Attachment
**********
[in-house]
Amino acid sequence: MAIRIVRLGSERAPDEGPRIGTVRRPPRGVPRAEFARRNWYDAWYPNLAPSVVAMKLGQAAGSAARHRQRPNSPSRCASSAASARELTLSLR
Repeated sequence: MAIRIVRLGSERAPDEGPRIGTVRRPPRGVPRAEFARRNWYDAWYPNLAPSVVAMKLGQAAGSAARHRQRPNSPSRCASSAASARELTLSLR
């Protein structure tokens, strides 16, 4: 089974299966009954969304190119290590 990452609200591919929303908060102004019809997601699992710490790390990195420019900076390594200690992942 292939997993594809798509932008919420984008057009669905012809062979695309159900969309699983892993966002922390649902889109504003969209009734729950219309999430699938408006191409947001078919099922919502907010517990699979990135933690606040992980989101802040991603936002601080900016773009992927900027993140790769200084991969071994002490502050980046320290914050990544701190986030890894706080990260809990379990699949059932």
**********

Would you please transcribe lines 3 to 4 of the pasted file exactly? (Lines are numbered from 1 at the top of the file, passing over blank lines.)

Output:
Repeated sequence: MAIRIVRLGSERAPDEGPRIGTVRRPPRGVPRAEFARRNWYDAWYPNLAPSVVAMKLGQAAGSAARHRQRPNSPSRCASSAASARELTLSLR
């Protein structure tokens, strides 16, 4: 089974299966009954969304190119290590 990452609200591919929303908060102004019809997601699992710490790390990195420019900076390594200690992942 292939997993594809798509932008919420984008057009669905012809062979695309159900969309699983892993966002922390649902889109504003969209009734729950219309999430699938408006191409947001078919099922919502907010517990699979990135933690606040992980989101802040991603936002601080900016773009992927900027993140790769200084991969071994002490502050980046320290914050990544701190986030890894706080990260809990379990699949059932």